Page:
Editors’ Picks: 12 Things Not to Miss in New York’s Art World This Week

This week's editors' picks include a new pop-up museum at Cipriani and a math-inspired origami show.

SuperReal at Cipriani 25 Broadway. Photo courtesy of the Moment Factory.

Each week, we search New York City for the most exciting and thought-provoking shows, screenings, and events. See them below. 


Tuesday, July 30

Jenny Holzer at the Guggenheim Museum. Photo: Ander Gillenea/AFP/Getty Images.

Jenny Holzer at the Guggenheim Museum. Photo: Ander Gillenea/AFP/Getty Images.

1. “Jenny Holzer: Reflections on Artistic License” at the Solomon R. Guggenheim Museum

Jenny Holzer holds court on her contributions to “Artistic License,” the first artist-curated exhibition in the Guggenheim’s history. The show sees her and five other titans of contemporary artCai Guo-Qiang, Paul Chan, Julie Mehretu, Richard Prince, and Carrie Mae Weemseach install one level of the rotunda with works from the collection made between the turn of the 20th century and 1980. Hear how and why Holzer chose what she chose, and what it revealed to her about the famed institution’s history and mission.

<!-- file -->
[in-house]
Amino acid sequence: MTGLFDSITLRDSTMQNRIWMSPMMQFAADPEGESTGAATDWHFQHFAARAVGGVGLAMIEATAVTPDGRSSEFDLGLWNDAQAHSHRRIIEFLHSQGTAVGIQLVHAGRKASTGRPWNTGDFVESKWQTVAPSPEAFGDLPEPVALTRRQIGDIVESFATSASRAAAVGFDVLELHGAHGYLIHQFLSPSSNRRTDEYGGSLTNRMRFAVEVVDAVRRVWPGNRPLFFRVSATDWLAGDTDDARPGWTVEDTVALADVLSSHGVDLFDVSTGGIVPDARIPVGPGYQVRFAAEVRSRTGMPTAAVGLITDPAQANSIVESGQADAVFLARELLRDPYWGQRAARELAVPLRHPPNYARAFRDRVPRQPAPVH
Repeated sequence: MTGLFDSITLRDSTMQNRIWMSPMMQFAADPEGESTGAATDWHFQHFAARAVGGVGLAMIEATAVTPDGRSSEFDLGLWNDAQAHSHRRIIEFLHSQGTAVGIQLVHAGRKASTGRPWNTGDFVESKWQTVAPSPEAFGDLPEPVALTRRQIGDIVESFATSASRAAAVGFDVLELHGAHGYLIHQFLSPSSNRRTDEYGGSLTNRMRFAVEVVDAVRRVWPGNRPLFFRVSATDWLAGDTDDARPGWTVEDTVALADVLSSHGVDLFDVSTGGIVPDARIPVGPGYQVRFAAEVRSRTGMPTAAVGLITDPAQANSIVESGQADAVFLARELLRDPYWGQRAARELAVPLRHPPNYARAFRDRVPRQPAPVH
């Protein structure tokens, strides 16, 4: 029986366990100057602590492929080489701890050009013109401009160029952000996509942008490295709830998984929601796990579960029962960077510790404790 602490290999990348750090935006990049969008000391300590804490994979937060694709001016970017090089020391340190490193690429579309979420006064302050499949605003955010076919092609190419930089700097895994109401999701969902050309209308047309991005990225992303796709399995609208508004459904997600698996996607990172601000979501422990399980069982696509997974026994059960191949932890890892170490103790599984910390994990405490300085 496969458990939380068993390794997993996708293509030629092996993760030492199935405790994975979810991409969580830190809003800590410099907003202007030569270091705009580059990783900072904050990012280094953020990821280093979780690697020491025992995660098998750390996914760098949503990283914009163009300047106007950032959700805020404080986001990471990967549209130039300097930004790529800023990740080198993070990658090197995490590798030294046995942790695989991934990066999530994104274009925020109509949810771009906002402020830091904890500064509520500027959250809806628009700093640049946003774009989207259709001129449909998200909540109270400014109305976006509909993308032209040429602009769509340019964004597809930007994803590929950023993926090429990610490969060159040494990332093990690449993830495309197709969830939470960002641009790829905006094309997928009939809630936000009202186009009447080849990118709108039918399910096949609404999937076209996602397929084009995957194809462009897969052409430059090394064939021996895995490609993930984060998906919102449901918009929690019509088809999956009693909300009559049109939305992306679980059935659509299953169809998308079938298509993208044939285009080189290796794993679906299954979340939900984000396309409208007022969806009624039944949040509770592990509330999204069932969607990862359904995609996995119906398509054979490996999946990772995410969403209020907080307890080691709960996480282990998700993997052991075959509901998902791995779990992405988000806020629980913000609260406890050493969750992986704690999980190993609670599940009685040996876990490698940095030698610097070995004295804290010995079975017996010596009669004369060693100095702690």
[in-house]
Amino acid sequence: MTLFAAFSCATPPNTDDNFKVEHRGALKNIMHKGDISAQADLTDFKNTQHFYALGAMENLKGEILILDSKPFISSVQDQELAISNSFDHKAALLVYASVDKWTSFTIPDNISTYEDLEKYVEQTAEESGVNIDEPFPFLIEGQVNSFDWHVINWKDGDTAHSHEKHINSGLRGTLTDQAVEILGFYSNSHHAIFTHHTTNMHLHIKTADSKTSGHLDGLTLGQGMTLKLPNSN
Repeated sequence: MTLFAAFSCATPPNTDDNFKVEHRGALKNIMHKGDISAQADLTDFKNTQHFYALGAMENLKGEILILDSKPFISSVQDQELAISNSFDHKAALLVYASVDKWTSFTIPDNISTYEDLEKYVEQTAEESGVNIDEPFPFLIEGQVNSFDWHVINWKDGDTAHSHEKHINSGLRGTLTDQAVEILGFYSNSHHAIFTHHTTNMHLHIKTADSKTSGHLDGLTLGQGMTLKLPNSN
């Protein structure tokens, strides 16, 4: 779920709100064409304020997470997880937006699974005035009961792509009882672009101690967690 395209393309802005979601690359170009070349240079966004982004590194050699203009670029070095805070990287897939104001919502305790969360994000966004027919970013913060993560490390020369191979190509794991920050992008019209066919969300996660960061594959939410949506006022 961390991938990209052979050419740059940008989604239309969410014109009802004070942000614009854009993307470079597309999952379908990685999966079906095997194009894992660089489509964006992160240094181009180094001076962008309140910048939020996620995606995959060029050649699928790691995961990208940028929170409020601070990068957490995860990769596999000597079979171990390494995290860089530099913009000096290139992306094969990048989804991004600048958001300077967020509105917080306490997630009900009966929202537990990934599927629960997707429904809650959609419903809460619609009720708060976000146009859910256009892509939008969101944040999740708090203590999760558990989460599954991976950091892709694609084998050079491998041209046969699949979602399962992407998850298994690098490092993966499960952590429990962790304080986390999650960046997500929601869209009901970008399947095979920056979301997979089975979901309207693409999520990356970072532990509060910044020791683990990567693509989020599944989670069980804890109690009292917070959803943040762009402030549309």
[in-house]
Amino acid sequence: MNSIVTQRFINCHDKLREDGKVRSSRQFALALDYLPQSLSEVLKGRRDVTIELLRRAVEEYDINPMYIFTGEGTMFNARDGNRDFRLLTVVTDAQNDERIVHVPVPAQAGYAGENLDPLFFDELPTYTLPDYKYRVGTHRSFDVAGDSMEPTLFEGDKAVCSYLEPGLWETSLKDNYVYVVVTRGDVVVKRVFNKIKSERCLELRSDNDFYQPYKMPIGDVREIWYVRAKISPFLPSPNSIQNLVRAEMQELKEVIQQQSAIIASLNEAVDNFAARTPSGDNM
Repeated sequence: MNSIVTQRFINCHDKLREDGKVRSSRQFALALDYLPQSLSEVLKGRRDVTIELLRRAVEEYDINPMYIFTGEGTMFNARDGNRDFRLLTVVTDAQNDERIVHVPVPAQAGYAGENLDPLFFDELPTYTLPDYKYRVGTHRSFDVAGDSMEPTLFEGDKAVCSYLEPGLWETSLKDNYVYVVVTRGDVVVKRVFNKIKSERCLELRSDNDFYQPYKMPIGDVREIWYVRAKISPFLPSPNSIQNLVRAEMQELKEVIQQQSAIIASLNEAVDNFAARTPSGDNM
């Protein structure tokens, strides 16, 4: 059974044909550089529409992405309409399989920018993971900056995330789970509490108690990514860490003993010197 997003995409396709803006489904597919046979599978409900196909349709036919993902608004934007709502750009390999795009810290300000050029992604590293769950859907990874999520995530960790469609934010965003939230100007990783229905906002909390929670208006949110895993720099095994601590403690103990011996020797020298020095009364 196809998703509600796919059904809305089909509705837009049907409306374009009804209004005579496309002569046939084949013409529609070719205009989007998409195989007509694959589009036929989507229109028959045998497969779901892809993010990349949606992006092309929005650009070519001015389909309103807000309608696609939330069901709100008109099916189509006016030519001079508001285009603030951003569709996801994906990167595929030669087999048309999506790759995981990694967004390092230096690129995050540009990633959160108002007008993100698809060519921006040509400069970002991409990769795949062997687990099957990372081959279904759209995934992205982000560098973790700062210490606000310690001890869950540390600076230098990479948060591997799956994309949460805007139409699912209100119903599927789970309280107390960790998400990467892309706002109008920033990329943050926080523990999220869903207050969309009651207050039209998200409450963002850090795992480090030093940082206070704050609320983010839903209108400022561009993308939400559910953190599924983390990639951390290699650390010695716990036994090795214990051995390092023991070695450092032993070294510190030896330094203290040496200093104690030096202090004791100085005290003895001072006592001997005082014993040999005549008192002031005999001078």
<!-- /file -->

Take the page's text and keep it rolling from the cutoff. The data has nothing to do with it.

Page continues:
Location: The Guggenheim, 1071 Fifth Avenue
Price: $25 for non-members; $20 for members; $18 for students. Tickets include same-day museum admission. Buy them here.
Time: 6:30 p.m.

—Tim Schneider


Wednesday, July 31

"Jeff Way: Topsy Turvy" installation view at Lesley Heller Gallery. Photo courtesy of Lesley Heller Gallery.

“Jeff Way: Topsy Turvy” installation view at Lesley Heller Gallery. Photo courtesy of Lesley Heller Gallery.

2. Jeff Way Artist Talk at Lesley Heller Gallery

During his show “Topsy Turvy” (open through August 17), the artist Jeff Way, a fixture of the downtown New York art scene from the 1960s to ’80s, will speak about how he made his new body of work, and how they related to his earlier performance work.

Location: Lesley Heller Gallery, 54 Orchard Street
Price: Free
Time: 6:30 p.m.

—Tanner West